Written by David Vogel Wednesday, 05 December 2007 14:35
Whether you’re aware of it or not, it has been nearly a year since our local McDonald’s shut its doors. Although I’ve missed the occasional stop for a hamburger, I can’t say that I felt something in the universe just wasn’t right.
That is, until two Fridays ago.
As you probably know, the Friday after Thanksgiving, also known as “Black Friday,” is a huge day for shoppers who want to get a good deal on all of their Christmas shopping. After all, nothing says, “You mean a lot to me, so Merry Christmas” like a gift purchased at under half the original cost.
Anyway, my family discovered that flat-screen televisions were on sale, so my dad and I decided to get up early and take advantage of the deal.
We decided to do this last year, too.
A year ago Dad and I got up in the wee hours of the morning and drove to McPherson to purchase a TV that was being sold at a wonderfully reduced price. We got to the store early and grabbed the TV before the store ran out.
We then proceeded to walk around the store for an hour, pushing the cart with our new TV. At some point during that hour, Dad suddenly decided he didn’t really want a TV after all.
So we put it in someone else’s cart and fled the area.
This year we decided to try again on getting a new TV. Dad and I left at 4:30 in the morning and drove to Newton.
During the drive, Dad had an epiphany. “This is stupid,” he said.
I agreed, but I didn’t respond because I was too busy drooling in my sleep.
For those of you who were wondering just how thrifty of shoppers my father and I are, let me just say that you will probably be impressed to hear that we left the store that morning pushing a cart containing plastic white shelves and a large Mega Tub of kitty litter.
But if you were paying attention, this is not the topic of this column. What I have done is something called a digression, which is a word derived from the Latin term digressio—“dig” meaning “a train of thought” and “ressio” meaning “that is completely random, but boosts column lengths by at least 200 words.”
As I was saying, whether you’re aware of it or not, it has been nearly a year since our local McDonald’s shut its doors. Although I’ve missed the occasional stop for a hamburger, I can’t say that I felt something in the universe just wasn’t right.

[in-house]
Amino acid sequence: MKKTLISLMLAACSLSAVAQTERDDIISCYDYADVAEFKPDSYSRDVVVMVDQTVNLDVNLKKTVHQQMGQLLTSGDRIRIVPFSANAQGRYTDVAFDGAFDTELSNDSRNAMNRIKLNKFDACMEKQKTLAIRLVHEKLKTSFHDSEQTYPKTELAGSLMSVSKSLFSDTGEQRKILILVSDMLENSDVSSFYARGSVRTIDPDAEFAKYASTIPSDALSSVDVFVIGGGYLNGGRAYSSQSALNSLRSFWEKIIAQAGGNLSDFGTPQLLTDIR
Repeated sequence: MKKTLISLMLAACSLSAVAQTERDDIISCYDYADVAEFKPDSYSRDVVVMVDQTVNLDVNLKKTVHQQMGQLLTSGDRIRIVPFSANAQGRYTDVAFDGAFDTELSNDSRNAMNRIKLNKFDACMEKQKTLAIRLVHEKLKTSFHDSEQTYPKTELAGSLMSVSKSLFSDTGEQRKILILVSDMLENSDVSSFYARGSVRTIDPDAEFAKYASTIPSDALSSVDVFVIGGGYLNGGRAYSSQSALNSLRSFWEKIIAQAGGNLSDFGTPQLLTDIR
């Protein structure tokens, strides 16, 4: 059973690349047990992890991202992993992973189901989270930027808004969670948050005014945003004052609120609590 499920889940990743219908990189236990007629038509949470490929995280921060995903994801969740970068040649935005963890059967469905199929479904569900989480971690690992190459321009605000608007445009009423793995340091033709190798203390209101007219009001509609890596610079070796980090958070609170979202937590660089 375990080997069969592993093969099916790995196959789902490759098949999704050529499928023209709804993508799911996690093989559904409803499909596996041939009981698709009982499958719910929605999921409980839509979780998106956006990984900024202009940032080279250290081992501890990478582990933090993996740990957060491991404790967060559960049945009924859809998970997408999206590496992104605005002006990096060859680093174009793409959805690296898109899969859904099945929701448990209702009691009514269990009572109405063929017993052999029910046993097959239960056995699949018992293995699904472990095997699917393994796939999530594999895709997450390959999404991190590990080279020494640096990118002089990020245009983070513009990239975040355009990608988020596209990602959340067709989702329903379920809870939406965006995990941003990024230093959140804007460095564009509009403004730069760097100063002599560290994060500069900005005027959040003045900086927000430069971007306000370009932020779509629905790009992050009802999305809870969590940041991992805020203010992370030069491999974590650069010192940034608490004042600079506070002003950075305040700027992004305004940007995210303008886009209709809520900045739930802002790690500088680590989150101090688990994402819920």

That is, until two Fridays ago.
Exhausted from our morning of grueling shopping, Dad and I decided to stop at McDonald’s to get some breakfast before returning home so I could go back to bed for another couple hours.
We ordered our food, and as I sat down at a table, I suddenly realized what I had been missing for nearly a year. Walking across the room, I felt several pairs of eyes watching.
These eyes were connected to sockets in bodies that were clothed in baseball caps and coveralls: the local farmers.
Up until that moment, I had completely forgotten the familiar faces that were at our McDonald’s every morning. I was surprised that Newton’s McDonald’s served as a similar meeting place for the local farming men, but the familiarity of the situation was nice.
I had the privilege of listening in on some of their conversation. I wasn’t eavesdropping, per se, as they weren’t necessarily speaking at the 5-foot-diameter volume.
Here are the two main topics of that morning:
1. Politics. If I remember correctly, the main quote of this conversation was, “Clinton is going to blow Bush out of the White House.”
I couldn’t tell if they were being serious or sarcastic about the issue.
Dad caught the end of this conversation as he was carrying our food to the table. “They’re very astute farmers,” he said as they continued on about the platforms of the candidates.
2. Bragging rights. One of the men, possibly the lesser bright of the bunch, related his story about how a colleague was charging too much for some kind of service. It went like this:
“‘That’s too much,’ I says. So he goes asking around, but nobody would take it. So then he was on my front porch, begging me. ‘That’s too much,’ I says. I says, ‘I don’t want nothing to do with you. Get off my porch.’ You ever see an 80-year-old man cry? Well, he was balling like a baby right there on my porch. Can you believe it? The first time he offered it to me, I said, ‘That’s too much.’ So he went around asking other people, but none of them wanted it. So then he was back on my porch. You ever seen an 80-year-old man cry? Well I said, That’s too….’”
The story went on like that until Dad and I finally left.
I guess what this column basically comes down to is that after a year of no one liking to see me smile, I’m getting sentimental for the good old days of greasy hamburgers and local farm talk.
And for the record, no, I have not seen an 80-year-old man cry.
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UFO: McDonald’s three kosher restaurants in Israel are the only McDonald’s in the world where you cannot buy a cheeseburger.
Don’t ask why.